Symptoms of Chronic Venous Insufficiency
The seriousness of chronic venous insufficiency and the treatment complexity increase as the disease progresses. As such, seeking medical intervention on the onset of the symptoms is crucial. Contrary to what most people believe, the problems will not go away on their own. However, when the diseases are treated earlier, you will have a better chance of preventing serious complications. The common symptoms for chronic venous insufficiency include:
When left untreated, chronic venous insufficiency (CVI) can result in pressure building in the veins. The increase in pressure causes the swelling to increase, forcing even the smallest blood vessels (capillaries) to burst. When the capillaries burst, the overlying skin changes the color and acquires a reddish-brown color. The skin is also susceptible to being broken if scratched or bumped.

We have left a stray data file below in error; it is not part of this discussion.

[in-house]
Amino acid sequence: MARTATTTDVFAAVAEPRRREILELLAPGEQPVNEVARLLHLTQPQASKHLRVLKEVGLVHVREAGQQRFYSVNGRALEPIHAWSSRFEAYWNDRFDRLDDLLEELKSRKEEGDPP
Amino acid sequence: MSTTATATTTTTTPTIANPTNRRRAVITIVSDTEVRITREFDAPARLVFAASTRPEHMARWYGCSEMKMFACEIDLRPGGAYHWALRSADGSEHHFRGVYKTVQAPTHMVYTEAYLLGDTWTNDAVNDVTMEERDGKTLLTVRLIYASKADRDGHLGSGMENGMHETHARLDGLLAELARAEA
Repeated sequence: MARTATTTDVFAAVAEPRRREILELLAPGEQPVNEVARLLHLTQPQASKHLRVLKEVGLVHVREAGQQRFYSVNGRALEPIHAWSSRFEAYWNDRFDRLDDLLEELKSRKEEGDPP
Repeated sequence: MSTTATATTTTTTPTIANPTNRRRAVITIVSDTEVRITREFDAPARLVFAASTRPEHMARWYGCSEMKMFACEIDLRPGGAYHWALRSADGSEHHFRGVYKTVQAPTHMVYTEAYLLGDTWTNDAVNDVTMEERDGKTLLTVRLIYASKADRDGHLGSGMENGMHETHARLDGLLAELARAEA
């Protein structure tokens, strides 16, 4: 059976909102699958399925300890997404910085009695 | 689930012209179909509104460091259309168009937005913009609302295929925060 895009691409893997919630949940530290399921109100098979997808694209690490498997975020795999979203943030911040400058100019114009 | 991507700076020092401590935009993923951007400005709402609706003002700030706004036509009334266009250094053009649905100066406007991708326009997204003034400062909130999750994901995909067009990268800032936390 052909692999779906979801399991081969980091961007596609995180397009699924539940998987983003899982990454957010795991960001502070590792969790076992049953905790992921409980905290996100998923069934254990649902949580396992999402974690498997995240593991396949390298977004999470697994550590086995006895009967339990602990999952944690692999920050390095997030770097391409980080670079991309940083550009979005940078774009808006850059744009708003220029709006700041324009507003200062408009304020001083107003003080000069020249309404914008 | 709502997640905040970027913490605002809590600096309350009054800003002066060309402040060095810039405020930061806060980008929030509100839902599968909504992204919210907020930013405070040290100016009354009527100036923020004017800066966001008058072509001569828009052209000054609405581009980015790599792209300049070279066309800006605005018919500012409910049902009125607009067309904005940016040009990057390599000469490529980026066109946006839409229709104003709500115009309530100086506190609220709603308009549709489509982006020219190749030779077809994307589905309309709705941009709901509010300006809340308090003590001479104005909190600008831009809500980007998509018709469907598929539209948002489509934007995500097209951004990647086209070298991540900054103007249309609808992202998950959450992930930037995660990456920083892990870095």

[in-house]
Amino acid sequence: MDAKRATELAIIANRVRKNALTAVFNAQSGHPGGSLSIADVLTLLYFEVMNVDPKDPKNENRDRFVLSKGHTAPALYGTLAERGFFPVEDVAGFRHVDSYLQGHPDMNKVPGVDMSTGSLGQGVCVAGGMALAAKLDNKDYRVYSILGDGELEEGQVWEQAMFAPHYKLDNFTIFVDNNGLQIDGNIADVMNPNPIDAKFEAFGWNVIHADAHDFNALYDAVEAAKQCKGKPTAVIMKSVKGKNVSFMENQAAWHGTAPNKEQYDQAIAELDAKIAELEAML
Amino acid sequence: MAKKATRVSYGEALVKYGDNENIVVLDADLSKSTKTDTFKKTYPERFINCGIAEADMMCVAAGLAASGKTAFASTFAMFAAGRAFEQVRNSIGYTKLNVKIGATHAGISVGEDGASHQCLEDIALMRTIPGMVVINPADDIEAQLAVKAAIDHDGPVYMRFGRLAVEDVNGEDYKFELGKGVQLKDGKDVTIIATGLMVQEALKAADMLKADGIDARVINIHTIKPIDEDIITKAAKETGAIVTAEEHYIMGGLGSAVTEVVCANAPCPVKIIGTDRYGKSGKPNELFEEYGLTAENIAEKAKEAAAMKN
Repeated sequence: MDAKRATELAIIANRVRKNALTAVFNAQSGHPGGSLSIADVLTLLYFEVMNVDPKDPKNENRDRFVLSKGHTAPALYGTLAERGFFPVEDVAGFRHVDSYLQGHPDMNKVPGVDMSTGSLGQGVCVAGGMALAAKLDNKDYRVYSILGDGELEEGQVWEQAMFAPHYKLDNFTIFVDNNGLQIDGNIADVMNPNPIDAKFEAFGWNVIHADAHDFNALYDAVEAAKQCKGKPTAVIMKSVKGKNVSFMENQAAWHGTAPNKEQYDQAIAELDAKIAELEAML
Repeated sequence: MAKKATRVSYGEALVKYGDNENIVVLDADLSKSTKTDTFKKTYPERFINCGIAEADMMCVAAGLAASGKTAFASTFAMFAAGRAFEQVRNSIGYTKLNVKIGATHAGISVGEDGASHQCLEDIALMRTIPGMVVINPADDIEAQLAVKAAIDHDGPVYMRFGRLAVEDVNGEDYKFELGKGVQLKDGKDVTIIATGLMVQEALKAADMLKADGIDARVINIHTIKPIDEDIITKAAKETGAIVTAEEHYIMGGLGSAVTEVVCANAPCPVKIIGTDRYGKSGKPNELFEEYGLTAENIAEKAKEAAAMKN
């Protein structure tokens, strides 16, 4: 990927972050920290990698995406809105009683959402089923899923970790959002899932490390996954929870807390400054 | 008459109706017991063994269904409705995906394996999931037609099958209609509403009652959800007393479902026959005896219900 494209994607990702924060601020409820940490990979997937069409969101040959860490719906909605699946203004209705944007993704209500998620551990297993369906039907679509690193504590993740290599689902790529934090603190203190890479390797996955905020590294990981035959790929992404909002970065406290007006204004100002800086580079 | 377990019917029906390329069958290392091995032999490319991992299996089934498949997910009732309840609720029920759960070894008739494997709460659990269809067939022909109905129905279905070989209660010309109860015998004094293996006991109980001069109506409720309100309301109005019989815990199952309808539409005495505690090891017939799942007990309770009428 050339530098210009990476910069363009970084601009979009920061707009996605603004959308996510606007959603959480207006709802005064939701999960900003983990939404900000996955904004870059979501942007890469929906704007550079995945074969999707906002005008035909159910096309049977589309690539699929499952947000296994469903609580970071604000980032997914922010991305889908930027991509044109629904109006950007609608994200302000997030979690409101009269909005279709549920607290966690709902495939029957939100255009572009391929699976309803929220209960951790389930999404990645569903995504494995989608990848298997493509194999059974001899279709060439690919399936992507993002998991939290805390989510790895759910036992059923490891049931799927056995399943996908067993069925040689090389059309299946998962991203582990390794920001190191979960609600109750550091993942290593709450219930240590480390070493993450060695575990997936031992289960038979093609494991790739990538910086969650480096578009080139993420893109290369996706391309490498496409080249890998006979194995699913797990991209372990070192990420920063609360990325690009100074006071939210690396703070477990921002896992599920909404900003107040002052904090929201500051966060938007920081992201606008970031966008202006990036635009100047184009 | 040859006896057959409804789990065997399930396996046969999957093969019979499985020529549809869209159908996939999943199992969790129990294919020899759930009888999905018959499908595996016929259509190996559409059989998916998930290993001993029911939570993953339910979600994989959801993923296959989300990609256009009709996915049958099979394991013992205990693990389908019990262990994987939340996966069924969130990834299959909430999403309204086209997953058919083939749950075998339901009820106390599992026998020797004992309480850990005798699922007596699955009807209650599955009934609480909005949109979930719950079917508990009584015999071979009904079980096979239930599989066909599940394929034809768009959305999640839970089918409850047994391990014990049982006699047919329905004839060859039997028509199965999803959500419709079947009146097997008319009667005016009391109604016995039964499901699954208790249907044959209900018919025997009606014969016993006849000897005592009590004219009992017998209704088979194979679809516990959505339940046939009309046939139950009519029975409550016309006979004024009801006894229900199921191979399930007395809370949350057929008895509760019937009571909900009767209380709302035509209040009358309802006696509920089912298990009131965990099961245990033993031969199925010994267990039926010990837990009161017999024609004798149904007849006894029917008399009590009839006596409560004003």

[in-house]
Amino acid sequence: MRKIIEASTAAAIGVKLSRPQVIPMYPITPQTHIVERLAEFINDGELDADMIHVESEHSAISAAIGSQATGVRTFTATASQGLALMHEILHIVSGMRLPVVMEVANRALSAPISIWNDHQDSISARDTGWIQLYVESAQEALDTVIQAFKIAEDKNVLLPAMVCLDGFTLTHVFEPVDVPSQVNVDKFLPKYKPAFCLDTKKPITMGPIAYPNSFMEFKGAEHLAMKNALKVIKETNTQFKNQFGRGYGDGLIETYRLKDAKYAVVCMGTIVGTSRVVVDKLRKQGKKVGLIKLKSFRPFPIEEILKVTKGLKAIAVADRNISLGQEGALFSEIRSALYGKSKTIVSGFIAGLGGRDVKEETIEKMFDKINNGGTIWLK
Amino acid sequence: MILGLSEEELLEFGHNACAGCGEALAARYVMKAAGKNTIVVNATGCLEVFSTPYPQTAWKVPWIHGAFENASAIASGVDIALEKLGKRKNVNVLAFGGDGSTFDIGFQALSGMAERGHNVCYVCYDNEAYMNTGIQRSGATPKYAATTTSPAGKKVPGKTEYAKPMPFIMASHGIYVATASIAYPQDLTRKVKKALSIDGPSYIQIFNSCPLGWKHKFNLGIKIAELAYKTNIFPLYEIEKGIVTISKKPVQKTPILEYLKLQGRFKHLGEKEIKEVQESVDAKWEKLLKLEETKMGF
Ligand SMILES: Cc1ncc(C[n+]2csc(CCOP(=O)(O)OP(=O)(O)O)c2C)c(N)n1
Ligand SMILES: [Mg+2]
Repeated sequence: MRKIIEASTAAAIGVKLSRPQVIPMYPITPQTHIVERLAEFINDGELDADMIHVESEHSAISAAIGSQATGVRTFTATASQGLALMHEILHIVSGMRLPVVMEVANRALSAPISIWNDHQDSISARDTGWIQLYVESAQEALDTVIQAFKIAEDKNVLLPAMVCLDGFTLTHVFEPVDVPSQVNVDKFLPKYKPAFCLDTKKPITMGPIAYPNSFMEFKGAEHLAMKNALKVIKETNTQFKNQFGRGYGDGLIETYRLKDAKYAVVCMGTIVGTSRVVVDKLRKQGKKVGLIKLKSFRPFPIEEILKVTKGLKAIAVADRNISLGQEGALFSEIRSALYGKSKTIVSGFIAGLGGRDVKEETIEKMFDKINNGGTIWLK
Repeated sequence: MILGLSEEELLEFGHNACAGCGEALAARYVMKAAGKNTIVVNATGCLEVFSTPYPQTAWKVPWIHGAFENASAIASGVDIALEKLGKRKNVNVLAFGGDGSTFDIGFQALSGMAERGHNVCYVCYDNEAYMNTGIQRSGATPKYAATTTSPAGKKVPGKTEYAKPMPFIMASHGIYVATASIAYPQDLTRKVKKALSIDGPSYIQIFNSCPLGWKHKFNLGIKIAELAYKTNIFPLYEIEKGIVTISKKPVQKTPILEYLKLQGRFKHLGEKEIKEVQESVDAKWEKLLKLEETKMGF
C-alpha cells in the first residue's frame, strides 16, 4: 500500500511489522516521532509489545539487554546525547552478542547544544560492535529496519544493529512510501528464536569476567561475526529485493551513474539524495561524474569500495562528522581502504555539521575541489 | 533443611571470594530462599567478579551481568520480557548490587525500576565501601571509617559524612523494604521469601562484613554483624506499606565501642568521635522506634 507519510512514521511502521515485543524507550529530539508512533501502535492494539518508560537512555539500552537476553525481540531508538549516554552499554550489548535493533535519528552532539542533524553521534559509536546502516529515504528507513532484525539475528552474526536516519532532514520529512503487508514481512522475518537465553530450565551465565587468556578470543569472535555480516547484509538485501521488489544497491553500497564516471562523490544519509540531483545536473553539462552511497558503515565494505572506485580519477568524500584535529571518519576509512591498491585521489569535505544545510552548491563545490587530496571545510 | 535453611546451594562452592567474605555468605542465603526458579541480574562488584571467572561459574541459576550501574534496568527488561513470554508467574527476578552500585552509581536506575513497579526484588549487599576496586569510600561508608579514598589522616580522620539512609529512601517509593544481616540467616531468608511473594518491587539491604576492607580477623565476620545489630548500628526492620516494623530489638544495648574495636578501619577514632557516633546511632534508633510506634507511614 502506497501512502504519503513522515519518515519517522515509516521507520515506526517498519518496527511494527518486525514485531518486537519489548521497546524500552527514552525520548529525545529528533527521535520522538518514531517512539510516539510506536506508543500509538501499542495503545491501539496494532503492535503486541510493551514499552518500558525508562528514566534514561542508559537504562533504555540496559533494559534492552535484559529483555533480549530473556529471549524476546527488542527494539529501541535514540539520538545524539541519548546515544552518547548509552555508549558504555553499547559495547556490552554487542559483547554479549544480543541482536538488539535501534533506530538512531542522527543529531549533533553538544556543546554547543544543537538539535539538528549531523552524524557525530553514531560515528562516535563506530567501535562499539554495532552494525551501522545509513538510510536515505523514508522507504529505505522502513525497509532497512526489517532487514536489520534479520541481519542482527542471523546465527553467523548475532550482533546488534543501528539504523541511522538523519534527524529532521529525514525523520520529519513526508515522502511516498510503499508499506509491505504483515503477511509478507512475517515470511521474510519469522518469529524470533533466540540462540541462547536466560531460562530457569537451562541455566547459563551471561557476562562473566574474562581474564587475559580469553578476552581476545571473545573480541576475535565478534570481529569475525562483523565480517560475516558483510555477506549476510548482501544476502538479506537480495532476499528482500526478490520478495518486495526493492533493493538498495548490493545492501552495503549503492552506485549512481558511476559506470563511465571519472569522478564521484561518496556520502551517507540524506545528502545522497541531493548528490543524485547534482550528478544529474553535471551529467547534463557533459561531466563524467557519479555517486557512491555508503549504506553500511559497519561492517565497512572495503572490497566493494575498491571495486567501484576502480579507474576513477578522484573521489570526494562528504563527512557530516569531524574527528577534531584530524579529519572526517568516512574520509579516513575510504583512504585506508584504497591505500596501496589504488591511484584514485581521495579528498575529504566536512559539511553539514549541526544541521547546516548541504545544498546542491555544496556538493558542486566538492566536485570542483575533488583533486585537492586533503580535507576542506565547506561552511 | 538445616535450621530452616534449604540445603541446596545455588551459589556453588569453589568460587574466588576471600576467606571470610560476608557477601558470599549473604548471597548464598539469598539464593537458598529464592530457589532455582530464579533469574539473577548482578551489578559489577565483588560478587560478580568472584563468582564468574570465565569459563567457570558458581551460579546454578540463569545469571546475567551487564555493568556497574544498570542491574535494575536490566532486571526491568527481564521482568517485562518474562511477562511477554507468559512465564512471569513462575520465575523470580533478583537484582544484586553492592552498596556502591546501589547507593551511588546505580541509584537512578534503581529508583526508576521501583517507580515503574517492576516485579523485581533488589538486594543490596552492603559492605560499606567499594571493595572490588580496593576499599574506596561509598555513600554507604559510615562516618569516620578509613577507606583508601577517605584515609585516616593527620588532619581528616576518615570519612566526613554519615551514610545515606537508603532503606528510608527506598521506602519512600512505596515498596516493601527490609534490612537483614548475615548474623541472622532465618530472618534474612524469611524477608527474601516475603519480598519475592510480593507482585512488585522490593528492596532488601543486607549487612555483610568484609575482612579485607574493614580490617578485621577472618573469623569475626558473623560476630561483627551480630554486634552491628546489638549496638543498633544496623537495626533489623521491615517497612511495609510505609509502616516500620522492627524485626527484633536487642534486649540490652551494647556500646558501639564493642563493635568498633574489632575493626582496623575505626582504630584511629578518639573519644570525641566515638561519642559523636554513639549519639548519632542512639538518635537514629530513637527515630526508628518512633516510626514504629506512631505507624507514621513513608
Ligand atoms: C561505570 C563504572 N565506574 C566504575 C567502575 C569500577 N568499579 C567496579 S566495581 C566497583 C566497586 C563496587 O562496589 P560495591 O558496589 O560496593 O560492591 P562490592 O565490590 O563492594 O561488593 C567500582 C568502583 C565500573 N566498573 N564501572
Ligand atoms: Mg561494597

Burst capillaries lead to various conditions. At the very least, they can cause internal tissue inflammation or damage. In severe cases, they can lead to an open sore on your skin surface. Even worse, venous stasis ulcers take a long time to heal, making them susceptible to infections. When the infections are not treated, they rapidly spread to the surrounding tissues.
Additionally, chronic venous insufficiency is also associated with twisted or enlarged veins close to the skin. While this condition can occur anywhere throughout the body, it often occurs in the legs.